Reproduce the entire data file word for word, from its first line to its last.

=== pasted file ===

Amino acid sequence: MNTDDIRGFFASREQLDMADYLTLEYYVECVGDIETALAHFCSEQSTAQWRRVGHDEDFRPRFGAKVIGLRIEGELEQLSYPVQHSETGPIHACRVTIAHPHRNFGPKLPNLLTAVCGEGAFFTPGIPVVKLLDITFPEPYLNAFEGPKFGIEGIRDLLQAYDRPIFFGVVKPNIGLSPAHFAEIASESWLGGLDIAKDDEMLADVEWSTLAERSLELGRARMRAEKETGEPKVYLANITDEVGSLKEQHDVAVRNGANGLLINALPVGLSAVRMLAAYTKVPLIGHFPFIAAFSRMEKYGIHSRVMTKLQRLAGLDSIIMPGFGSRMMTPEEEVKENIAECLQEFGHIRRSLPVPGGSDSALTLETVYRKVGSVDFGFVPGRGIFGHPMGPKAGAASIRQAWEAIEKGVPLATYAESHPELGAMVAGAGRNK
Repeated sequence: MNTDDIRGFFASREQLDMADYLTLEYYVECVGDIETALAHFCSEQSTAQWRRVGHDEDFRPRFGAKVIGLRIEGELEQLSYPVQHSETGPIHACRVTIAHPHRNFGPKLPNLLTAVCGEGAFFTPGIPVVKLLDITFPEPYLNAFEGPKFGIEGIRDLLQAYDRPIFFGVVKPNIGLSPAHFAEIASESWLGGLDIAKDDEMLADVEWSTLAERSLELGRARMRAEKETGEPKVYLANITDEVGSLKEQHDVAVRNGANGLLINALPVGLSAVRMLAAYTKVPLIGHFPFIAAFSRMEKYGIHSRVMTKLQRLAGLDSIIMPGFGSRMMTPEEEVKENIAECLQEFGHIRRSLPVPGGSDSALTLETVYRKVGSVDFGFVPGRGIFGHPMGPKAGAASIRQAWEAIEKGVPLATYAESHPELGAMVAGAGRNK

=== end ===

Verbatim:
Amino acid sequence: MNTDDIRGFFASREQLDMADYLTLEYYVECVGDIETALAHFCSEQSTAQWRRVGHDEDFRPRFGAKVIGLRIEGELEQLSYPVQHSETGPIHACRVTIAHPHRNFGPKLPNLLTAVCGEGAFFTPGIPVVKLLDITFPEPYLNAFEGPKFGIEGIRDLLQAYDRPIFFGVVKPNIGLSPAHFAEIASESWLGGLDIAKDDEMLADVEWSTLAERSLELGRARMRAEKETGEPKVYLANITDEVGSLKEQHDVAVRNGANGLLINALPVGLSAVRMLAAYTKVPLIGHFPFIAAFSRMEKYGIHSRVMTKLQRLAGLDSIIMPGFGSRMMTPEEEVKENIAECLQEFGHIRRSLPVPGGSDSALTLETVYRKVGSVDFGFVPGRGIFGHPMGPKAGAASIRQAWEAIEKGVPLATYAESHPELGAMVAGAGRNK
Repeated sequence: MNTDDIRGFFASREQLDMADYLTLEYYVECVGDIETALAHFCSEQSTAQWRRVGHDEDFRPRFGAKVIGLRIEGELEQLSYPVQHSETGPIHACRVTIAHPHRNFGPKLPNLLTAVCGEGAFFTPGIPVVKLLDITFPEPYLNAFEGPKFGIEGIRDLLQAYDRPIFFGVVKPNIGLSPAHFAEIASESWLGGLDIAKDDEMLADVEWSTLAERSLELGRARMRAEKETGEPKVYLANITDEVGSLKEQHDVAVRNGANGLLINALPVGLSAVRMLAAYTKVPLIGHFPFIAAFSRMEKYGIHSRVMTKLQRLAGLDSIIMPGFGSRMMTPEEEVKENIAECLQEFGHIRRSLPVPGGSDSALTLETVYRKVGSVDFGFVPGRGIFGHPMGPKAGAASIRQAWEAIEKGVPLATYAESHPELGAMVAGAGRNK